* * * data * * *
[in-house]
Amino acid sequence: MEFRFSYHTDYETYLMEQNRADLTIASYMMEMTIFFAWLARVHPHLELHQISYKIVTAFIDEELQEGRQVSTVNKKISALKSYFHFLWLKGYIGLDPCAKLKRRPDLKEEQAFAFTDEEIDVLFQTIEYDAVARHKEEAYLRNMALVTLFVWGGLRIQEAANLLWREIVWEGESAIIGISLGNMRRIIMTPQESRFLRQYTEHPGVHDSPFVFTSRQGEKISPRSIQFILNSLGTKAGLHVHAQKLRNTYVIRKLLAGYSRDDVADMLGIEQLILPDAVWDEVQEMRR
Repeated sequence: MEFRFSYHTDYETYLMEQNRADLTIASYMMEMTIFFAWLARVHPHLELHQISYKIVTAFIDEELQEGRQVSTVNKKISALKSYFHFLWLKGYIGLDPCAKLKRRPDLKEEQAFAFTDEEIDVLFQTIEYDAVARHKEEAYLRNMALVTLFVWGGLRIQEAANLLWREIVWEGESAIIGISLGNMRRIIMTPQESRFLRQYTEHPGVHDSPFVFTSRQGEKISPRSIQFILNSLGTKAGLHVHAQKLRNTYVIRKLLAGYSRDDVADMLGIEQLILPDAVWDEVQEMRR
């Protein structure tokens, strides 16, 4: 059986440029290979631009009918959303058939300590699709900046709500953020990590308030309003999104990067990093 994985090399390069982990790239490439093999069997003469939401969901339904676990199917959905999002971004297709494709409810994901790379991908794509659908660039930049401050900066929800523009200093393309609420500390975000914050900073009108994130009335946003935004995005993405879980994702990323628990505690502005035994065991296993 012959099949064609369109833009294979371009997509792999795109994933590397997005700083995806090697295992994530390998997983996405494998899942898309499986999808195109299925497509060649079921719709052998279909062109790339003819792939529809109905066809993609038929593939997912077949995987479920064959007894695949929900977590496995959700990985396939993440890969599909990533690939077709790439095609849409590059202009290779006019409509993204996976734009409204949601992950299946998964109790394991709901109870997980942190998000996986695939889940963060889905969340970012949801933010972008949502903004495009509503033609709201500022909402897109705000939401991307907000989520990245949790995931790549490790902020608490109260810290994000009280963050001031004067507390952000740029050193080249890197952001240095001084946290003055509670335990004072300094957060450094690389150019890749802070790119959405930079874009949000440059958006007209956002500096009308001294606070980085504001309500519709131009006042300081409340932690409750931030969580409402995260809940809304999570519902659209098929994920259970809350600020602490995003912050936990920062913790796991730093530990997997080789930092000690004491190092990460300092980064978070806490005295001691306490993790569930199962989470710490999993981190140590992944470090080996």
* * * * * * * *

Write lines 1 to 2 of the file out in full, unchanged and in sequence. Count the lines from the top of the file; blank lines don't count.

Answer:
[in-house]
Amino acid sequence: MEFRFSYHTDYETYLMEQNRADLTIASYMMEMTIFFAWLARVHPHLELHQISYKIVTAFIDEELQEGRQVSTVNKKISALKSYFHFLWLKGYIGLDPCAKLKRRPDLKEEQAFAFTDEEIDVLFQTIEYDAVARHKEEAYLRNMALVTLFVWGGLRIQEAANLLWREIVWEGESAIIGISLGNMRRIIMTPQESRFLRQYTEHPGVHDSPFVFTSRQGEKISPRSIQFILNSLGTKAGLHVHAQKLRNTYVIRKLLAGYSRDDVADMLGIEQLILPDAVWDEVQEMRR